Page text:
Common Firearm Terminology: Definitions and Explanations. By GunsmithG
Greetings, all. As I've been writing some firearms articles lately, I've recieved a number of emails and tweets asking about certain terms I've used. I apologize that I haven't done this sooner, to help alleviate some of the confusion generated by words and abbreviations commonly used in both gun-smithing and recreational, hunting, and competition shooting sports.
I hope this will help firearms enthusiasts old and new to better understand the sometimes confusing arcana of the profession. These are not in any particular order, as I'm too lazy to alphabetize them. With that, let's begin!
Mil: A measurement first used by artillery, a mil equals 36 inches at 1,000 yards. The term has become popular since the introduction of Mil-dot reticles in rifle scopes, as you can use the size of objects compared to the dots for a range to the target, and also can be used to determine bullet drop compensation.
Scope: A common contraction for a telescopic sight. Scopes allow us to see more clearly and magnify objects at distance so a shot can be placed precisely.
Reticle: This is the term for the aiming device inside a telescopic sight, such as cross-hairs, that give you a aiming point. There are numerous different reticles in common use today, such as plain cross-hairs, duplex reticle, which uses a thicker cross-hairs, then narrows near the center, a post reticle, that usually looks like a mini obelisk, Mil-dot, usually a fine wire cross-hair with dots added to the horizontal and vertical, dot, a simple round dot in the center of the optic, and many others. You may also find dots listed as 1 mil and up, meaning the size of the dot in inches at 100 yards. One mil is equal to 4 inches at 100 yards.
MOA: An abbreviation for Minute Of Angle, meaning 1 inch at 100 yards. An example: "That rifle will shoot MOA groups". This means simply that the firearm will place a number of shots fired in a one inch group at 100 yards.
Group: A number of shots fired at a target, using the same aiming point for all. The accuracy of the firearm (and it's owner!) can be measured using this.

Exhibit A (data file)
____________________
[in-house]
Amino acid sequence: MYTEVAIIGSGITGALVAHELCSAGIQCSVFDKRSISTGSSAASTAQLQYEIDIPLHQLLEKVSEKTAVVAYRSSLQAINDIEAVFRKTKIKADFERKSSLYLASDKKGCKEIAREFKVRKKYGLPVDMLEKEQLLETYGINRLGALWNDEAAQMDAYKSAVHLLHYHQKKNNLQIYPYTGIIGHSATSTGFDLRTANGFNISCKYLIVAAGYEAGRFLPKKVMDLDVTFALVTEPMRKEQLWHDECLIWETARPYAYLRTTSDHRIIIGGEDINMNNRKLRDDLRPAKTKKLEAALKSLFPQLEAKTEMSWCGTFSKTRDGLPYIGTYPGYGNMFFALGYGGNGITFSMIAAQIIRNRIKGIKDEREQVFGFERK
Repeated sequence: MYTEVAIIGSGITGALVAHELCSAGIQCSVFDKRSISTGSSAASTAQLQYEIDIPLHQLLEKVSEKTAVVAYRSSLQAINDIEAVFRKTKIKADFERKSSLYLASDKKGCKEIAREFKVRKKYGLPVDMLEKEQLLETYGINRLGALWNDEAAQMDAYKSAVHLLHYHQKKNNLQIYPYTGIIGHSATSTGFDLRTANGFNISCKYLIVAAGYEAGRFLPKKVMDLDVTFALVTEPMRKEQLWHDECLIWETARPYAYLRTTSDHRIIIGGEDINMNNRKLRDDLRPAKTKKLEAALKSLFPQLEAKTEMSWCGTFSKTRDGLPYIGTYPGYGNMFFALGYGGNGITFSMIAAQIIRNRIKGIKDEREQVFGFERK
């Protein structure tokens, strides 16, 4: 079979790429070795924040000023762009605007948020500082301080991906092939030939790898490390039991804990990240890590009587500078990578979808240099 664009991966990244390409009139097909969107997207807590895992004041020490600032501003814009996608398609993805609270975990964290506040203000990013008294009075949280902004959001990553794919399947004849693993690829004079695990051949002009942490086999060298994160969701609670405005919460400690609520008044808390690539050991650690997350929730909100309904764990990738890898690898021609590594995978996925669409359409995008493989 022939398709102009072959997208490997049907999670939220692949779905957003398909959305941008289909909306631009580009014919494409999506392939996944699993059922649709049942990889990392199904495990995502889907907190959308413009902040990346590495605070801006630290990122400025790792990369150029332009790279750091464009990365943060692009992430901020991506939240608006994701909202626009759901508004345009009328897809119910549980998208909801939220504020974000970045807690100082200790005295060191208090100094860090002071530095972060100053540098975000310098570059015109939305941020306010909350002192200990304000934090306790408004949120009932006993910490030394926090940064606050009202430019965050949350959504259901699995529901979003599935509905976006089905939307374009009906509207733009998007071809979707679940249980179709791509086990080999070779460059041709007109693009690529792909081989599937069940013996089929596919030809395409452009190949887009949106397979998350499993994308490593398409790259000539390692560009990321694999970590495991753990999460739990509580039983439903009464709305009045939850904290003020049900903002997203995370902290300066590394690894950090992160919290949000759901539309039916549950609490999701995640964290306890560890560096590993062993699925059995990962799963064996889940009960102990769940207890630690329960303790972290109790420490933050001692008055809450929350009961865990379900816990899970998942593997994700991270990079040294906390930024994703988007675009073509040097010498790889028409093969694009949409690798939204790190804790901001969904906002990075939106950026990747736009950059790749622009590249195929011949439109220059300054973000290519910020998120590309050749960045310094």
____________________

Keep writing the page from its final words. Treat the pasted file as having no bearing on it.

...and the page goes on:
A flyer: A single round fired at a target that from either a movement of the shooter (a called flyer), or a shot that strays from a group for unknown reasons.
Bedding: The mating of the action and barrel of a rifle to the stock, can be inletted (carved out wood) or "glassed", the technique of using fiberglass resin to make for a solid consistent mating surface of the action to the stock to attempt to improve accuracy.
Floated, or Free Floated: The removal of material (wood or fiberglass) forward of the action under the barrel to keep the point of impact from changing as the barrel heats up from repeated firing.
Headspace: This is the critical measurement of the space between the measurement point on a cartridge to the bolt face. For rimless cartridges, the measuring point is at the mid point of the shoulder of the cartridge to the bolt face, Rimmed cartridge is measured from the rim to the bolt face, and magnum cartridges measure from the belt to the bolt face. Too much headspace, and the cartridge casings can split or separate, too little, and there may be extra high pressure in the chamber from not being able to expand properly. Very dangerous, especially in old military rifles that are badly worn.
Cartridge Casing Design and Nomenclature: The parts of any metallic cartridge are:
- Casing: The brass or steel casing that holds the powder, primer, and projectile (bullet).
- Berdan Style Primer: which is a simple cup with the priming compound in it, which usually has several flash holes leading into the powder chamber and has a part of the casing in the primer pocket that is used as the anvil.
- Boxer Primers: Use a metal cup with a crimped in anvil, and a centered single flash hole in the casing, making it much easier to reload the expended brass. Cartridge casings fall into several designs. Rimmed, where the primer end of the casing has a protruding rim around the base. semi- rimmed: A smaller, less protruding rim, the .38 Super Colt cartridge is a good example.
- Rimless: which actually have a rim, but its inset in a groove at the base of the cartridge, no larger than the cartridge base. This works especially well in semi auto firearms, and is the most common type today.
- Belted or Belted Magnum: This type casing has an extra thickness at the base of the cartridge, allowing for higher chamber pressures without the casing bulging or cracking.
Primer: a small metal cup filled with a substance that burns rapidly when physically struck, used to ignite the powder charge in the casing. There are two types of primers in common use today.
Elevation: The up and down adjustment of the bullet impact. Most all firearms have at least some adjustment in windage, as no two people see sights the same way.
Six O'clock Hold: When firing at a target, adjusting your point of impact to the center, using the clock-face as a reference point. A six o'clock hold means you place the top of your front sight at the base of the center ring on the target, with point of impact above and centered.